Forcing Federal approval of Keystone XL would undermine the ability of Nebraska and South Dakota to weigh in on the pipeline’s route. While TransCanada was able to push through an exemption from Nebraska’s pipeline siting law through the Nebraska legislature, now that that law has been found unconstitutional, Nebraskans will have a chance to consider the route through a public process. While Landrieu’s bill nominally permits Nebraska to evaluate the pipeline route, the reality is that the federal process has provided a critical umbrella providing Nebraska the space to consider Keystone XL’s route through the state. For context, when Nebraska’s legislature first considered a pipeline siting law, TransCanada put enormous pressure on the state – attacking its jurisdiction and threatening to sue the state for any costs caused by a reroute. This pressure did not end until President Obama delayed a federal decision on the project to allow Nebraskans the space to consider the pipeline route in 2011.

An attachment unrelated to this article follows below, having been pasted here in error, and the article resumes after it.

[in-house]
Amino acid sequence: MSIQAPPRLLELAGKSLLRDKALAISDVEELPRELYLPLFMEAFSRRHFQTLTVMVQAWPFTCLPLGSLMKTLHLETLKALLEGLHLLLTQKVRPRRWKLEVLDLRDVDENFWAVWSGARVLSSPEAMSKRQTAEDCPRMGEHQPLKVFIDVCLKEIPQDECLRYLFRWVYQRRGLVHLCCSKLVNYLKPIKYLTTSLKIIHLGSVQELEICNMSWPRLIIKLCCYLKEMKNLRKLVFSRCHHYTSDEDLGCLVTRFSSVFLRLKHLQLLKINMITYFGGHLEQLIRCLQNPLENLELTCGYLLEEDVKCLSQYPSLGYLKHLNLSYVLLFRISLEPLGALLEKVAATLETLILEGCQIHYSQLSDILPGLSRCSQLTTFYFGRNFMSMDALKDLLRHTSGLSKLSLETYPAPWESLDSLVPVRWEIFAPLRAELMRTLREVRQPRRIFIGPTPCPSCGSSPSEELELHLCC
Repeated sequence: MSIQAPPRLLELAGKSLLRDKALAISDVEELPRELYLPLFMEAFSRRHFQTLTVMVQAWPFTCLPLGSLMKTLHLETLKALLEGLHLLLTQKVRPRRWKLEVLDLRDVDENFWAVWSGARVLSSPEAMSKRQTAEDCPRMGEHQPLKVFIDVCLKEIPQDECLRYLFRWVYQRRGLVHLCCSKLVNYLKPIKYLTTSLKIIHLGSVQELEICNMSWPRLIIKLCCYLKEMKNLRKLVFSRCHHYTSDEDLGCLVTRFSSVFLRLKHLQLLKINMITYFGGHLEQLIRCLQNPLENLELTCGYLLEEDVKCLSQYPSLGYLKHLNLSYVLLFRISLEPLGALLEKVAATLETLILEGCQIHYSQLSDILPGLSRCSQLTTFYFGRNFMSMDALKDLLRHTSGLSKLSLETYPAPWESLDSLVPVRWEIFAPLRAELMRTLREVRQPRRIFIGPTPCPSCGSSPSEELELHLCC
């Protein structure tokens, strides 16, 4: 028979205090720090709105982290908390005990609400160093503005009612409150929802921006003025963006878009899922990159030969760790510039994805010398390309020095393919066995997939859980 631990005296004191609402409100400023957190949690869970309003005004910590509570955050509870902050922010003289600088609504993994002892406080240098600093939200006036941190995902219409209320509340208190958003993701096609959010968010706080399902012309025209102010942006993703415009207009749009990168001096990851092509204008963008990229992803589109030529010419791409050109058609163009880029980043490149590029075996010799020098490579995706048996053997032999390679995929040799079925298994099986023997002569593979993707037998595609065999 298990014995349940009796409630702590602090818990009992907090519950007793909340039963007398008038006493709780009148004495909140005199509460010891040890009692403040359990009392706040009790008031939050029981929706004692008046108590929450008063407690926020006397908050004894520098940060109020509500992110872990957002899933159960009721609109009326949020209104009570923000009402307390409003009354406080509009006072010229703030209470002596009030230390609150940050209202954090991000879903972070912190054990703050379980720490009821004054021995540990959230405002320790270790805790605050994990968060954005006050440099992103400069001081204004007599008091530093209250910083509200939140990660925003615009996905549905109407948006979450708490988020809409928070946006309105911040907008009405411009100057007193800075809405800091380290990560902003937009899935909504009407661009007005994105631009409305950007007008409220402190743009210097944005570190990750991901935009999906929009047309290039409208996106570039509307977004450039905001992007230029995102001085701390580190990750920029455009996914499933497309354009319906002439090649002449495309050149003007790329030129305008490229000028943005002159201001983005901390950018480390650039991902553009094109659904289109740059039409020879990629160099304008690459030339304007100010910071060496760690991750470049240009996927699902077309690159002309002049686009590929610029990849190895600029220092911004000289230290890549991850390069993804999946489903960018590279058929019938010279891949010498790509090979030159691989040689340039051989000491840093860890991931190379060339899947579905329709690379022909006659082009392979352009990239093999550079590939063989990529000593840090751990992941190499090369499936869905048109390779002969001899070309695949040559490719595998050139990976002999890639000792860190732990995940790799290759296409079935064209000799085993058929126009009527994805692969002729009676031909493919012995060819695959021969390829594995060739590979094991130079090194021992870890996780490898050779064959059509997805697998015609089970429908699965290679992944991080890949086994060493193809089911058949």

Even now, TransCanada has been working to undermine public processes in Nebraska to such an extent that the Pipeline and Hazardous Materials Safety Administration (PHMSA) was compelled to send the company a warning letter last month making the point that states and localities had an important role to play in pipeline safety. By exempting Keystone XL from the federal national interest determination process, the Landrieu’s bill would only strengthen TransCanada’s hand to the determent of Nebraska’s legal process.
Photo: Suncor Millennium Mine, a tar sands mine similar to the proposed Pierre River and Josyln mines that were recently cancelled amid deteriorating market conditions induced by pipeline constraints. Credit Peter Essick.